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Advice on How to Use USMLE Question Banks from a Question Writer

We’ve pooled advice on strategies for using question banks from medical students, a question bank author, and a Cram Fighter coach.

“After basic science review, question banks are going to be one of the more important resources that students use,” says Derek Kong, a Yale medical student and a contributor for PasTest. “I would venture to guess that greater than 95% of U.S. medical students taking Step 1 are going to use some type of question bank.” Since question banks are such an integral resource, creating a strategy can help you ensure you don’t underutilize them. Below are answers to common questions and suggestions for question bank strategies from medical students who succeeded on Step 1.

How many question banks should I use?

“I know people who have used four different types, I know people who have used just one,” says Derek. “The numbers of question banks are a matter of personal preference, but almost everyone is going to use at least one question bank.”

When should I start using question banks?

“It depends on what purpose the question bank is going to serve in your study plan,” says Derek. “If you’re going to use a question bank to learn basic science and get a sense of your strengths and weaknesses, then it’s wiser to use it earlier. In that case, you’re using it to build your science foundation, and you’re learning the five or six different topics that each question is teaching you.”

“If you’re going to use your question bank to work on speed, accuracy, and to model the bank after a real exam, then it might be worth waiting until a couple of weeks prior to the exam to really build your endurance, make sure you’re able to finish the 46-47 questions in a section,” says Derek.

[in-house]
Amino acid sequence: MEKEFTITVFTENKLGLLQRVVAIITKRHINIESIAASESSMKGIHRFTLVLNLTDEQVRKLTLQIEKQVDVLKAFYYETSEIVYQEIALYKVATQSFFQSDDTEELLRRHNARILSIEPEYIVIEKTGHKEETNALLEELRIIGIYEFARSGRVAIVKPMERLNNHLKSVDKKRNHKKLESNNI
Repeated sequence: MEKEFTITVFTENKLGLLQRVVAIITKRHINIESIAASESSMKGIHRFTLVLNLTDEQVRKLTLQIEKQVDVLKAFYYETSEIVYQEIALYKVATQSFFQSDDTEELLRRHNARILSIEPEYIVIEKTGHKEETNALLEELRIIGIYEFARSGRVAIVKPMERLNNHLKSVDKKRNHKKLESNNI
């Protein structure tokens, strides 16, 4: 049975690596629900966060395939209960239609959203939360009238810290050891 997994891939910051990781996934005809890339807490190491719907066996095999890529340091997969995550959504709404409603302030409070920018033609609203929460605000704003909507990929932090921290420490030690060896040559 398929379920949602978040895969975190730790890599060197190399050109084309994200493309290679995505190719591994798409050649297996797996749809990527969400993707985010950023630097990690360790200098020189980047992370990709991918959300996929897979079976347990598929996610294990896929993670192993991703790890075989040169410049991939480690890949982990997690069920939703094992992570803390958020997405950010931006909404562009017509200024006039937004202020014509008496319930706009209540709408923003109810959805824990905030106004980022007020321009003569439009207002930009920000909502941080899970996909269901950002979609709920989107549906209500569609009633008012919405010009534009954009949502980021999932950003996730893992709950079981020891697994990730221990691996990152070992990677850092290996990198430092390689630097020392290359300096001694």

Reviewing question banks

“I think the biggest pitfall would be not thoroughly reviewing the questions you went through. As a rule of thumb, if I took 46 or 47 minutes to go through a block of questions, I typically take 2 or 2.5 times longer to go through and review all the questions,” says Derek.

Joel HardingConstantly identify your weaknesses, review your weak subjects and analyze topics you frequently get wrong on question banks.

Joel Harding, Cram Fighter Coach and student at Edward Via College of Osteopathic Medicine
USMLE: 250, COMLEX: 715

“Think about it. You have at least five answer choices for each question. One of them is right, four of them are wrong, and even though that question is going to test that one particular topic, it’s going to also indirectly teach you the associated pathologies, medications, and microbiology that’s associated with the other four incorrect answers. So to know why the other four are incorrect is just as important as knowing why the correct answer is the correct answer. One question could easily test five or six different topics indirectly.”

Set a goal

“I first went through one time of just First Aid. I then focused on my Qbanks and any topic I needed extra help with I reread that chapter in First Aid,” says Garren G. a student at A.T Still School of Osteopathic Medicine-Arizona. “I had set goals on how many questions I wanted to do prior to my test.”

I typically take 2 or 2.5 times longer to go through and review all the questions.

Derek Kong, PasTest contributor

Use the 80/20 rule

“I would say about 80% of your initial approach should be review of information with 20% spent on questions,” says Joel Harding, a student at Edward Via College of Osteopathic Medicine. “Once you have completed a thorough review through a board review book series, or course then switch your approach to 80% questions and 20% review. Constantly identify your weaknesses, review your weak subjects and analyze topics you frequently get wrong on question banks.”

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